Adventure

The Ultimate Guide To Honolulu’s Best Beaches

Hawaii is far more accessible than you probably think.

At just nine to 10 hours from Australia’s east coast, Hawaii is far more accessible than you probably think – and bustling capital Honolulu remains your gateway to all its glories: a volcanic island paradise where the white sand lies and the waves curl high.

We crack open a box of leis, tune up the ukuleles and toss the hula hoops, as we take a dip into some of Honolulu’s best beaches – the stunningly surfable, and the swimmable.

Waikiki

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As a matter of principle, you’ll need to make at least one pilgrimage to Hawaii’s own Copacabana. A bustling hot spot of high-rise amusement, Waikiki is typically choc full of crowds. Still, this famous stretch is a local institution, and there’s no denying the allure of those stunning blue waters and golden sands.


Duke Kahanamoku

Honolulu

The statue of Duke Kahanamoku draped in leis. Image: Luke H. Gordon / Flickr

The Duke was a Hawaiian surfing legend who pioneered the ancient sport to the masses in the early 20th century. This curved, sandy stretch east of Waikiki bears his name: a popular sunbathing and swimming spot in the heart of town where the Duke cut his teeth back in the day.

FYI: Dr Beach, one of the world’s top coastal experts, rated the Duke’s stretch the best on the planet in 2014.


Ala Moana Beach Park

Sunset at Ala Moana Beach Park. Image: Anthony Quintano / Flickr

A local favourite, Ala Moana Beach Park is a half-mile strand of golden delight on the other side of the Kahanamoku Lagoon. While still inherently urban, the waters are clean and inviting, perfect for a little light paddling, while the reef 200m offshore makes a fine surf break.


Kahala Beach

Kahala Beach, Honolulu, Hawaii

Kahala Beach. Image: Sarah_Ackerman / Flickr

A 15 minute drive further west towards Waialae-Kahala (preferably in a red open-top Eldorado Biarritz) takes you to gorgeous Kahala Beach, a narrow stretch of sand with a cosy, no-frills vibe, and likely bereft of other humans – the antithesis of wild Waikiki, and perfect for a quick dip or laze under the sun’s warmth.


Diamond Head Beach Park

Waikiki and Diamond Head, Honolulu, Hawaii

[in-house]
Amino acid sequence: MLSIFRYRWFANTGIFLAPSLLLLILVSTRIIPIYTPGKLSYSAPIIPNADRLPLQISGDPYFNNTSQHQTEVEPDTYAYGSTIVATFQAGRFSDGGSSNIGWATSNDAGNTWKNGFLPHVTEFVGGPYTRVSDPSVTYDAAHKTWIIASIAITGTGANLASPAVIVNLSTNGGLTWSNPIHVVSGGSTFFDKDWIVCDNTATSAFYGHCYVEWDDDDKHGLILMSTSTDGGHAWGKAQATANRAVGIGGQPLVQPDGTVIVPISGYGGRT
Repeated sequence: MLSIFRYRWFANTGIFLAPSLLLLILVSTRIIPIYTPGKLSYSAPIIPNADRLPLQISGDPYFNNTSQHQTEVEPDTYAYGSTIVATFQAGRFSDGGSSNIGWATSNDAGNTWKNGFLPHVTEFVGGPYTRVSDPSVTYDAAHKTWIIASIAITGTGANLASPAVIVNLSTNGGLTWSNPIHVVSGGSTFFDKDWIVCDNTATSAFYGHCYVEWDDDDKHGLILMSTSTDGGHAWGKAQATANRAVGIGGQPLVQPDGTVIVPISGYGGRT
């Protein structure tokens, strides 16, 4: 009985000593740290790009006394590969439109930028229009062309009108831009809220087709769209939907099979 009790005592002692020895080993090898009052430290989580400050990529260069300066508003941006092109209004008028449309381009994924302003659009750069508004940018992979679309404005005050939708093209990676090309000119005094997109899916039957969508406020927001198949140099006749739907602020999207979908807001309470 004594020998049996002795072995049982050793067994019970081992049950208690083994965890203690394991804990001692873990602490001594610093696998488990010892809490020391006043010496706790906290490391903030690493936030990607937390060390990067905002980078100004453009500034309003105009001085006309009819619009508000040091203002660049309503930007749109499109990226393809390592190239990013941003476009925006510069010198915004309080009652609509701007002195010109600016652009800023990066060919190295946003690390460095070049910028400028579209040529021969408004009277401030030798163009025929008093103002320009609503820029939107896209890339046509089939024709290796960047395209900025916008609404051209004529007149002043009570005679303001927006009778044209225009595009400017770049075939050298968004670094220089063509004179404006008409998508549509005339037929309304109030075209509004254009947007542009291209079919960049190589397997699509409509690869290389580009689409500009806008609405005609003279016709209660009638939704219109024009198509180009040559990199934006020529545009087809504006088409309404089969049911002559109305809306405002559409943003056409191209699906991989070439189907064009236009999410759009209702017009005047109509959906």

View of Waikiki and Diamond Head. Image: kimubert / Flickr

Named for the volcano on the adjacent point, Diamond Beach is more than worth the short trip outside the heart of town. Though swimming isn’t Diamond Head’s drawcard, surfers are well covered here with a number of reef breaks offshore. The diamond views, tide pools, and the stunning lighthouse on the point are added bonuses to the relatively crowd free vibes.


Kailua Beach

 Kailua Beach, Honolulu, Hawaii

Sunset at Kailua Beach. Image: Floyd Manzano / Flickr

So we’re heading a little outside the city outskirts here, but who can blame us – this island is girt by majestic ocean coastline at every turn. Situated on Oahu’s eastern edge, Kailua’s point of difference is that it’s much calmer and cooler than some of the city’s brasher spots. As it’s on the ‘windward’ side of the island, it’s also a great spot for windsurfing.


Waimanalo Bay Beach

Waimanalo Bay Beach Park

Raku Ho`olaulea at Waimanalo Bay Beach Park. Image: Bytemarks / Flickr

On a sparkling Hawaiian day, few beaches in the world match the sheer visual delight of a swim at Waimanalo Bay Beach. Past the outskirts on the northern coast, Waimanalo (not to be confused with the more family-friendly, lifeguard-laden strip further south) is relatively free of the tourist hustle common to other spots on Oahu. This is a boon, as it remains one of the most visually spectacular.

You probably won’t be hanging ten, or even five, here, but there’s enough swell and whitewash to keep any grommet satiated.


Sherwoods Beach

An isolated nook south along Waimanalo, Sherwoods Beach is proximate to a strip of ironwoods known as Sherwood Forest. A nod to Robin Hood, so the story goes that criminals used to rip off goods from cars parked here. It’s still nicely secluded (though apparently not as much as it used to be). This is the sort of the idyllic stretch that the cheesy phrase ‘long walks on the beach’ probably originated. An episode of Hawaii Five-0 was apparently also filmed here – crank the surf guitars and hit that water.


Makapu’u Beach

Sunset over Makapu’u Beach. Image: jai Mansson / Flickr

Hugging the dark lava rock mountains on the edge of Oahu’s easternmost point, Makapu’u Beach is a wild, sprawling nook for those who like their waves a little bigger and their whitewash a little rougher. The rip can get a little strong from the unexperienced along Makapu’u, but the shorebreak by the Makapu’u Lighthouse makes a swell spot for budding board riders.


Hanauma Bay

Hanauma Bay. Image: Prayitno / Flickr

East of Honolulu on the southern peninsula, Hanauma Bay Nature Preserve is a must-see. A protected marine life conservation area, curved Hanauma sits within a volcanic cone, a pristine state park supporting over 400 species of marine life. A popular snorkelling spot, there’s nowhere better on Oahu to swim amongst the rainbow-coloured fishies. 

All this, of course, is merely what’s possible within the hold of the capital: Oahu is an endless loop of incredible beachside bliss, and Honolulu is just a taste of the goods. Hit the skies for the big Hawaiian hub – it’s your next endless summer in the making.